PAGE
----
Michigan’s abundant water in different forms inspires an array of unique residential retreats. And often wooded property is the canvas upon which architects, builders and designers help homeowners craft a sense of place in sync with personal taste.
“We get to build houses for people who are looking for a very casual lifestyle,” said Mark Johnson, owner/principal of Mark Johnson and Associates in Pleasant Ridge. “So rooms with a lot of exposures, a lot of glass, a lot of wraparound and screened-in porches become very much a part of the waterfront vernacular.”
But if your setting is near a storied river or within hidden-away wetlands, other distinctive architectural approaches can pave the perfect pathway home.
Along the river
Architect: Rocky Mountain Log Homes
Builder: Eric Render, Render Construction, Lewiston
For the ultimate fly-fishing experience in Michigan, experts recommend the stretch of the Au Sable River’s main branch east of Grayling, revered as “The Holy Water” for its constant flow of clear, cold, wadeable spring-fed water and thriving Blue Ribbon trout.
Based in Lewiston, builder Eric Render is a fly fisherman himself, so it was a windfall when he was asked to build a custom log home for a lifelong enthusiast right on this sacred stretch of riverbank. He even built a matching log boathouse for the homeowner’s unique wooden river boat. The whole project could be called a tribute to the beauty of wood.
Render is the northern Michigan distributor for Rocky Mountain Log Homes of Hamilton, Montana. He complemented the western wood logs with interior paneling of Michigan white cedar and hardwood plank flooring of Michigan hickory. Some of his Michigan materials came from nearby WoodHaven Log & Lumber in Mio.
Building on a riverbank does have unique challenges, Render admitted. “You put a shovel in the ground, and the hole immediately fills up with water. We used a very extensive engineered drainage system, and the diverted groundwater is utilized in the pool and waterfall landscape features on the riverfront side.”
Yet, noted the builder, who spent a year working here on-site, it’s hard not to be inspired by this setting. “It’s very quiet and peaceful,” he said. “The river itself is almost hypnotizing.”
Next to wetlands
Architect: Eric De Witt, Lucid Architecture, Zeeland
Builder: Tony Zahn, Zahn Builders, Inc., Holland
“We never planned on raising our family in town,” shared Eric De Witt, owner/principal of Lucid Architecture, who designed his family’s modern residence next to Pigeon Creek wetlands on 50 acres in western Michigan. “Being huge lovers of the outdoors, we really enjoy the wetlands, ferns, trees and wildlife near our home.”
But while the award-winning architect and his wife wanted a natural, elegant home that connected to the outdoors, it also needed to meet their family’s day-to-day needs.
“Wetlands can be great to look at, but are not typically played in like a lake,” De Witt said. “The design needed to respond to that: Sleeping spaces were placed on the wetlands side to take advantage of the great views, but the living spaces were placed on the ‘dry side’ of the house to let them open out onto the site. Our girls’ bedrooms upstairs seem so enclosed in the tree-tops, it almost feels like you are in a tree house.”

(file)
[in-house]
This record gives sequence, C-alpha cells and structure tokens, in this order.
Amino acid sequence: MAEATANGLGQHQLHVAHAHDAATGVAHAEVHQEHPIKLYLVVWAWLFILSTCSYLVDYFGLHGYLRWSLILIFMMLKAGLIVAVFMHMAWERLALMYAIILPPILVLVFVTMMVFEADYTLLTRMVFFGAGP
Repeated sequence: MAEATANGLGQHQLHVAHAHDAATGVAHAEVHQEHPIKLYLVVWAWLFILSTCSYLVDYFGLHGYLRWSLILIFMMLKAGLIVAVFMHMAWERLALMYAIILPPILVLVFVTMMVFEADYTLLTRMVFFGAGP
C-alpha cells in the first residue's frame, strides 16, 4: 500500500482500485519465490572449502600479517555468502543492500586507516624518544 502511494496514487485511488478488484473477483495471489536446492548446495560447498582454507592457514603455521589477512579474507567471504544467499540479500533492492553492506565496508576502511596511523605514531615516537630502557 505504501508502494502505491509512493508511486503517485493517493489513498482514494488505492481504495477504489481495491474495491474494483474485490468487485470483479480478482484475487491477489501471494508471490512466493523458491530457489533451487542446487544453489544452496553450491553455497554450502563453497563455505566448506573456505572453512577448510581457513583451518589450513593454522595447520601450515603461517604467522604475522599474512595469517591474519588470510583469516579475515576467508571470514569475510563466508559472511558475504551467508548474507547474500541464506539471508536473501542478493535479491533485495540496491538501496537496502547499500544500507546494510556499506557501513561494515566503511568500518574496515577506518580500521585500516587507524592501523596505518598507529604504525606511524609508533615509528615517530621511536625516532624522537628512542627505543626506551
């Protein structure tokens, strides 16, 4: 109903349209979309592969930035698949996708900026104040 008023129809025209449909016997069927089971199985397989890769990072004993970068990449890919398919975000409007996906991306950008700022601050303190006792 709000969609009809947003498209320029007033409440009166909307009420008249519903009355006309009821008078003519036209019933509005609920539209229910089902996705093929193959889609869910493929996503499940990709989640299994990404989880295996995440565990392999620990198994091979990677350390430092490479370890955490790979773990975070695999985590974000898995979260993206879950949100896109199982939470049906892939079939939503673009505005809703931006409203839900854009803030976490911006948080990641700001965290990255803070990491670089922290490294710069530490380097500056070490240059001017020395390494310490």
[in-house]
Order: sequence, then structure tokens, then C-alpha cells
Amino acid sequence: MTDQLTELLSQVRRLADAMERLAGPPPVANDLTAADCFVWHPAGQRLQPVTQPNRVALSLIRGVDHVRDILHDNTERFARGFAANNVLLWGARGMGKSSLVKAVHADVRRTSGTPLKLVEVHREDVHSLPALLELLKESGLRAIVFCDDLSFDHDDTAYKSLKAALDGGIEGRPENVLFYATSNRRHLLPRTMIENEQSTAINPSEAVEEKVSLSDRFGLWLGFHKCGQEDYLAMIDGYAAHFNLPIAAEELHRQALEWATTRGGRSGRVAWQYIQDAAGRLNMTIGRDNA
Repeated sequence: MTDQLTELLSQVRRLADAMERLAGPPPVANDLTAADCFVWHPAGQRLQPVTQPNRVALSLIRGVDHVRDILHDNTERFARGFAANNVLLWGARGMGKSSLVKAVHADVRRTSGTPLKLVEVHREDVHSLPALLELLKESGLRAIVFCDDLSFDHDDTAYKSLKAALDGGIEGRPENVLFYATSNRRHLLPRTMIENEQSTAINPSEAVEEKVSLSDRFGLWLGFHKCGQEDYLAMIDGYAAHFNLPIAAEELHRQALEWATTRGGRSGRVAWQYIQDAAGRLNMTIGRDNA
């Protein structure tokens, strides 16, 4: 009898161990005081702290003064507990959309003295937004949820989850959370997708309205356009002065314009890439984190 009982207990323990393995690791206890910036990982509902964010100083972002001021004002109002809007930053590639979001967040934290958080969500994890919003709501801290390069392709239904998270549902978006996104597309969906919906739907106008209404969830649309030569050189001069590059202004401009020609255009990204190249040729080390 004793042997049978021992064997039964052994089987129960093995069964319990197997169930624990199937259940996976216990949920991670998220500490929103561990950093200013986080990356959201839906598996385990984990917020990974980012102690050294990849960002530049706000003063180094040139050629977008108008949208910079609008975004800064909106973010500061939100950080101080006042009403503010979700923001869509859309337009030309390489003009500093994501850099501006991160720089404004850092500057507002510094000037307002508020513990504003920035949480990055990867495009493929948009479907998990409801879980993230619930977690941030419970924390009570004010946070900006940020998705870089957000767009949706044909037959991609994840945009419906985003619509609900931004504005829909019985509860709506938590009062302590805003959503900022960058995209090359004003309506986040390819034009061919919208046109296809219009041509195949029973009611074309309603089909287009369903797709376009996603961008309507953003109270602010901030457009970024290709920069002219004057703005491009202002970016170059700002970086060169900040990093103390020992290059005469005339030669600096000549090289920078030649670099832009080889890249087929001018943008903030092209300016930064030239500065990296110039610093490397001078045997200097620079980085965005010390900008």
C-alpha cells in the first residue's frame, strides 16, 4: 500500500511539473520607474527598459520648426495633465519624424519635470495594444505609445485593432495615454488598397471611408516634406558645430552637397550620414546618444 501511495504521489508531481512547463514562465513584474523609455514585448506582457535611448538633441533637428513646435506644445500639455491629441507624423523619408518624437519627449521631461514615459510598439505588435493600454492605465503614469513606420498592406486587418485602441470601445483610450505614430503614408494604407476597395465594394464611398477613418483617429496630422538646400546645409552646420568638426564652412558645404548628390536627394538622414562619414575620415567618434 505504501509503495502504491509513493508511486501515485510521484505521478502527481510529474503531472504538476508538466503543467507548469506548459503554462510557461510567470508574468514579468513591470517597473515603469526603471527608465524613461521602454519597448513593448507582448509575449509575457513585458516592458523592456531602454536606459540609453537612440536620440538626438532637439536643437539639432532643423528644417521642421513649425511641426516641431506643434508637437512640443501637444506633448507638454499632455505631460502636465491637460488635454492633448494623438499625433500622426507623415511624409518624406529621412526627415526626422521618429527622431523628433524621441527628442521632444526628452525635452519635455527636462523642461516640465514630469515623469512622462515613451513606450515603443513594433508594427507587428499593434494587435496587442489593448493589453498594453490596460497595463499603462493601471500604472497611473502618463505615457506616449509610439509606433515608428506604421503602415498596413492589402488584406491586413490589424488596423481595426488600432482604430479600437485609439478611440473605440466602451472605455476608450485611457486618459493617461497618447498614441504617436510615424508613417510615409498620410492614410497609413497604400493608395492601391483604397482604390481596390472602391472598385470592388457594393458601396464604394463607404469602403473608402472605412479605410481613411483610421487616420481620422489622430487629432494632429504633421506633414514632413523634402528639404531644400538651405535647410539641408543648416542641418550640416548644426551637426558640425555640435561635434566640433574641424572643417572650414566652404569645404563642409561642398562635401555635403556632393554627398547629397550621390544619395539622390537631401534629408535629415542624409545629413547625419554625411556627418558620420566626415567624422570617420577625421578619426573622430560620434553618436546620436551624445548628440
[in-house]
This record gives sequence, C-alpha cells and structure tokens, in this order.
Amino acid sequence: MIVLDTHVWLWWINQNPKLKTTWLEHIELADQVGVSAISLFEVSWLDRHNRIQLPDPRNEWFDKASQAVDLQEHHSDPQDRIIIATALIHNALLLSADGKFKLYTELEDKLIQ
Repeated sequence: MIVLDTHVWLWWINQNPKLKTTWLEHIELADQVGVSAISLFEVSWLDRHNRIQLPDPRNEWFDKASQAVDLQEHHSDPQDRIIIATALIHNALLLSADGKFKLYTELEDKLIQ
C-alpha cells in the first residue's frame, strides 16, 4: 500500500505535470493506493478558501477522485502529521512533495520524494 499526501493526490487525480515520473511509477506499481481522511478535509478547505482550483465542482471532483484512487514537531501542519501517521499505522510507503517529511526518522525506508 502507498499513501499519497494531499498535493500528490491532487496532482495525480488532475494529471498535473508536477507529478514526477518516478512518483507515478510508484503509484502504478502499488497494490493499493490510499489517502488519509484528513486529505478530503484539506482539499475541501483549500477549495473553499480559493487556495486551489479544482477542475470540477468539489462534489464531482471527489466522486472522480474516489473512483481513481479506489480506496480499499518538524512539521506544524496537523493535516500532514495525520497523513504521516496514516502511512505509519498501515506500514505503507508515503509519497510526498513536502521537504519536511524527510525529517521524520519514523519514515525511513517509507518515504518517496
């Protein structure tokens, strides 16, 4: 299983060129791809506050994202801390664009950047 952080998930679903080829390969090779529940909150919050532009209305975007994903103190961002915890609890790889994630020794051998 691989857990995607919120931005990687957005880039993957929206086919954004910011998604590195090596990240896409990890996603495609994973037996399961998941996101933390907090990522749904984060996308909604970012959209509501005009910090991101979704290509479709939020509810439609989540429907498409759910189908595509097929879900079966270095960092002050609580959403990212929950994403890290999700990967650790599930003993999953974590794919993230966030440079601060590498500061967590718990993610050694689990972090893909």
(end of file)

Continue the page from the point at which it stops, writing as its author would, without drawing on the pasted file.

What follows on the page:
The tall and slender structure was originally influenced by the site’s century-old raised railroad grade from logging industry days. “The main portion of the house is a long narrow box, much like a rail car,” noted the architect. “The roof form was inspired by many of the old corn cribs that are still around the adjacent farmlands. Inspiration for many of the materials and colors used was also pulled from the colors and textures of the site.”
On the Lake
Architect: Mark Johnson and Associates, Pleasant Ridge
Builder: Dean Crandall Builders, Bellaire
Interior Designer: Kathleen McGovern Studio of Interior Design, Grosse Pointe Park
On a forested bluff overlooking Antrim County’s scenic Torch Lake — Michigan’s longest inland stretch of blue — one house wasn’t living up to what it could be.
“The owners wanted a modern ‘cabin in the woods’ for casual living and entertaining, but the previous house was an underwhelming series of small rooms,” said architect Mark Johnson. “We created a big open dining room and kitchen and added a two-story octagon to serve as a family room. That was the basic program.”
But there’s nothing “basic” now about this secluded hideaway, clad in Michigan-made pine board and batten paneling. While maintaining the structure’s bones, Johnson wrapped the foundation at all corners with multi-sided rooms to frame Torch’s heralded blue views. Undeniably, the octagon-shaped gathering space is the home’s most memorable feature.
Architect Mark Johnson and interior designer Kathleen McGovern tabbed the octagon-shaped addition “Linger Longer.”
“We call it the ‘Inglenook,’” Johnson noted. “It’s where they go for the sunset. On the top level it’s a beautiful perch, because you’re a story above the ground with panoramic views on seven sides through big, tall French windows with the fireplace on the eighth wall.”
Love of nature as well as their very large dogs inspired the homeowners’ woodsy-hued color palette, shared designer Kathleen McGovern. “They wanted materials from floors to fabric that they never had to worry about,” she said. “Everything we chose was already distressed or would be okay if it became distressed from their casual living.”
“The rich palette of the woods was a natural inspiration for breakfast room furnishings,”
McGovern said. “Because the home is in such an extraordinary setting, I wanted the eye to travel beyond to the outdoors.”
Freelance writer Cindy Crain Newman resides in Midland.